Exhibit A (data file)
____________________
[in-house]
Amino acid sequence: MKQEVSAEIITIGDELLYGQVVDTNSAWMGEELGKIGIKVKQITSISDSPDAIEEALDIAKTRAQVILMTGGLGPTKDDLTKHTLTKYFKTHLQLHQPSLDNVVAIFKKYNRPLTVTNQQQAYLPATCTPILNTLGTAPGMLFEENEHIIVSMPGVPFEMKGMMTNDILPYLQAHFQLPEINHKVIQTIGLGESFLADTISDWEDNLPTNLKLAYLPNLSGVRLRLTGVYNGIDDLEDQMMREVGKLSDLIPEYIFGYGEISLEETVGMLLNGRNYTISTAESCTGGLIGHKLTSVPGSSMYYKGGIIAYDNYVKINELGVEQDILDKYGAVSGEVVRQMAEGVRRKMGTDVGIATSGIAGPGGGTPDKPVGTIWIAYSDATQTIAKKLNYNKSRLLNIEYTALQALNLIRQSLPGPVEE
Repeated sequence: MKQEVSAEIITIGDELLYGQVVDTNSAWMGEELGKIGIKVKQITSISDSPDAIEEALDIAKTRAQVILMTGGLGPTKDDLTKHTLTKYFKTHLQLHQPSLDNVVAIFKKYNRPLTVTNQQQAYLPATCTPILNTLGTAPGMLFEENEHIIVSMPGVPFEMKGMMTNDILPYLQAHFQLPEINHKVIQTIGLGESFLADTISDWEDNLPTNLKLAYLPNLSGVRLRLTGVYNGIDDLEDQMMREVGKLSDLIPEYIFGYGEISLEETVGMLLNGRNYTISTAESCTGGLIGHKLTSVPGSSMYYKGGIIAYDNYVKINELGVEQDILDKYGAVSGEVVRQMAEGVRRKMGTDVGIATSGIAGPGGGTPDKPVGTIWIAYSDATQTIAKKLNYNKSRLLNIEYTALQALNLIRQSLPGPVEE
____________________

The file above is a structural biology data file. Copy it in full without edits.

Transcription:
[in-house]
Amino acid sequence: MKQEVSAEIITIGDELLYGQVVDTNSAWMGEELGKIGIKVKQITSISDSPDAIEEALDIAKTRAQVILMTGGLGPTKDDLTKHTLTKYFKTHLQLHQPSLDNVVAIFKKYNRPLTVTNQQQAYLPATCTPILNTLGTAPGMLFEENEHIIVSMPGVPFEMKGMMTNDILPYLQAHFQLPEINHKVIQTIGLGESFLADTISDWEDNLPTNLKLAYLPNLSGVRLRLTGVYNGIDDLEDQMMREVGKLSDLIPEYIFGYGEISLEETVGMLLNGRNYTISTAESCTGGLIGHKLTSVPGSSMYYKGGIIAYDNYVKINELGVEQDILDKYGAVSGEVVRQMAEGVRRKMGTDVGIATSGIAGPGGGTPDKPVGTIWIAYSDATQTIAKKLNYNKSRLLNIEYTALQALNLIRQSLPGPVEE
Repeated sequence: MKQEVSAEIITIGDELLYGQVVDTNSAWMGEELGKIGIKVKQITSISDSPDAIEEALDIAKTRAQVILMTGGLGPTKDDLTKHTLTKYFKTHLQLHQPSLDNVVAIFKKYNRPLTVTNQQQAYLPATCTPILNTLGTAPGMLFEENEHIIVSMPGVPFEMKGMMTNDILPYLQAHFQLPEINHKVIQTIGLGESFLADTISDWEDNLPTNLKLAYLPNLSGVRLRLTGVYNGIDDLEDQMMREVGKLSDLIPEYIFGYGEISLEETVGMLLNGRNYTISTAESCTGGLIGHKLTSVPGSSMYYKGGIIAYDNYVKINELGVEQDILDKYGAVSGEVVRQMAEGVRRKMGTDVGIATSGIAGPGGGTPDKPVGTIWIAYSDATQTIAKKLNYNKSRLLNIEYTALQALNLIRQSLPGPVEE